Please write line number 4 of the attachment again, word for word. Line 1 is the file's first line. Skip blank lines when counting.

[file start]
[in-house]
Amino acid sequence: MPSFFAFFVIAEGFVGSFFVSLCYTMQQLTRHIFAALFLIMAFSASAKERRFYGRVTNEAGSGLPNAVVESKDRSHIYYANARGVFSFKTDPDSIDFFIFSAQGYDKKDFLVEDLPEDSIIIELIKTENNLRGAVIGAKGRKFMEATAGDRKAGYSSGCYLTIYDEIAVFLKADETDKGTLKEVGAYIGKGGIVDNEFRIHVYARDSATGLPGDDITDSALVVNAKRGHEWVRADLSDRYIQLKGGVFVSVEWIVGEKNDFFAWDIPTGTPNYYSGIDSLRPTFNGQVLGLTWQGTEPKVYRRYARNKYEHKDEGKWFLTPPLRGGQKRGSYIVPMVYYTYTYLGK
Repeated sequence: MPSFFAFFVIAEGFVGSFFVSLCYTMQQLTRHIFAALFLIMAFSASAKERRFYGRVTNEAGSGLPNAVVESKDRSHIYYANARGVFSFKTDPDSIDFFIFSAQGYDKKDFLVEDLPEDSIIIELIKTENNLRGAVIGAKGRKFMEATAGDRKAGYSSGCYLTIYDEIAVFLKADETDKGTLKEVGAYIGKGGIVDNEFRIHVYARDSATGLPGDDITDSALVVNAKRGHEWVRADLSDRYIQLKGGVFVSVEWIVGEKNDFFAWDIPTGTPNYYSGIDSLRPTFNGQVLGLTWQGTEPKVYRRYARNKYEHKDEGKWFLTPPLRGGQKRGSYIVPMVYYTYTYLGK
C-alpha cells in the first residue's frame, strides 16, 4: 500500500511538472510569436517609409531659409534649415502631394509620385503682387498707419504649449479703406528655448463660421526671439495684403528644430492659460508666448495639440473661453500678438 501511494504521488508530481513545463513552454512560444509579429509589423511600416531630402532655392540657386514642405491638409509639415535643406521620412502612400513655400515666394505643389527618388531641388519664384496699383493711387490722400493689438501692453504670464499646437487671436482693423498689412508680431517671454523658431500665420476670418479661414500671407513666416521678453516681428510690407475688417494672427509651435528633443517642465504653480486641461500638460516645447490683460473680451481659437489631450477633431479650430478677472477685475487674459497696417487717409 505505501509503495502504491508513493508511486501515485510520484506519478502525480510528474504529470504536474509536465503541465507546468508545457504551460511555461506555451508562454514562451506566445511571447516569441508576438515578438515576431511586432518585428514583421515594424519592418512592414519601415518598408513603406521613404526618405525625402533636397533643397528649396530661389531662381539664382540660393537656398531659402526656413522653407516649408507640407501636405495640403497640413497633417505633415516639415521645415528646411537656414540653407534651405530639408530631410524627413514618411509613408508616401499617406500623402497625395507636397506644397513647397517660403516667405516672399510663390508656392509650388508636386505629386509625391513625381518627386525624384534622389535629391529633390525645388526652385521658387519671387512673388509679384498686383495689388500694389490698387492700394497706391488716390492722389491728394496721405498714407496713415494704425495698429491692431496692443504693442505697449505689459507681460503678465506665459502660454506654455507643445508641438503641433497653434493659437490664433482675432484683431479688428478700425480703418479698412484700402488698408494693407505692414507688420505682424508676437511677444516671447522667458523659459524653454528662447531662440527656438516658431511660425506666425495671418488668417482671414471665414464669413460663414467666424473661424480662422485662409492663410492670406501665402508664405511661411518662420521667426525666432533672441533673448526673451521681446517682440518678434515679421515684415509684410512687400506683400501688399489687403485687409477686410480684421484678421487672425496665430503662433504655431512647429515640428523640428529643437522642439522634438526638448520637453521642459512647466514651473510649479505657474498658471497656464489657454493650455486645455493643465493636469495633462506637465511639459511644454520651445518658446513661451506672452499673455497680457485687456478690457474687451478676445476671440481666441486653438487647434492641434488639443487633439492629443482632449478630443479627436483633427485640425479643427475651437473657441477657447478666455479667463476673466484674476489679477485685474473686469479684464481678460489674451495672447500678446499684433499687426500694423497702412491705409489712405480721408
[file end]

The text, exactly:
C-alpha cells in the first residue's frame, strides 16, 4: 500500500511538472510569436517609409531659409534649415502631394509620385503682387498707419504649449479703406528655448463660421526671439495684403528644430492659460508666448495639440473661453500678438 501511494504521488508530481513545463513552454512560444509579429509589423511600416531630402532655392540657386514642405491638409509639415535643406521620412502612400513655400515666394505643389527618388531641388519664384496699383493711387490722400493689438501692453504670464499646437487671436482693423498689412508680431517671454523658431500665420476670418479661414500671407513666416521678453516681428510690407475688417494672427509651435528633443517642465504653480486641461500638460516645447490683460473680451481659437489631450477633431479650430478677472477685475487674459497696417487717409 505505501509503495502504491508513493508511486501515485510520484506519478502525480510528474504529470504536474509536465503541465507546468508545457504551460511555461506555451508562454514562451506566445511571447516569441508576438515578438515576431511586432518585428514583421515594424519592418512592414519601415518598408513603406521613404526618405525625402533636397533643397528649396530661389531662381539664382540660393537656398531659402526656413522653407516649408507640407501636405495640403497640413497633417505633415516639415521645415528646411537656414540653407534651405530639408530631410524627413514618411509613408508616401499617406500623402497625395507636397506644397513647397517660403516667405516672399510663390508656392509650388508636386505629386509625391513625381518627386525624384534622389535629391529633390525645388526652385521658387519671387512673388509679384498686383495689388500694389490698387492700394497706391488716390492722389491728394496721405498714407496713415494704425495698429491692431496692443504693442505697449505689459507681460503678465506665459502660454506654455507643445508641438503641433497653434493659437490664433482675432484683431479688428478700425480703418479698412484700402488698408494693407505692414507688420505682424508676437511677444516671447522667458523659459524653454528662447531662440527656438516658431511660425506666425495671418488668417482671414471665414464669413460663414467666424473661424480662422485662409492663410492670406501665402508664405511661411518662420521667426525666432533672441533673448526673451521681446517682440518678434515679421515684415509684410512687400506683400501688399489687403485687409477686410480684421484678421487672425496665430503662433504655431512647429515640428523640428529643437522642439522634438526638448520637453521642459512647466514651473510649479505657474498658471497656464489657454493650455486645455493643465493636469495633462506637465511639459511644454520651445518658446513661451506672452499673455497680457485687456478690457474687451478676445476671440481666441486653438487647434492641434488639443487633439492629443482632449478630443479627436483633427485640425479643427475651437473657441477657447478666455479667463476673466484674476489679477485685474473686469479684464481678460489674451495672447500678446499684433499687426500694423497702412491705409489712405480721408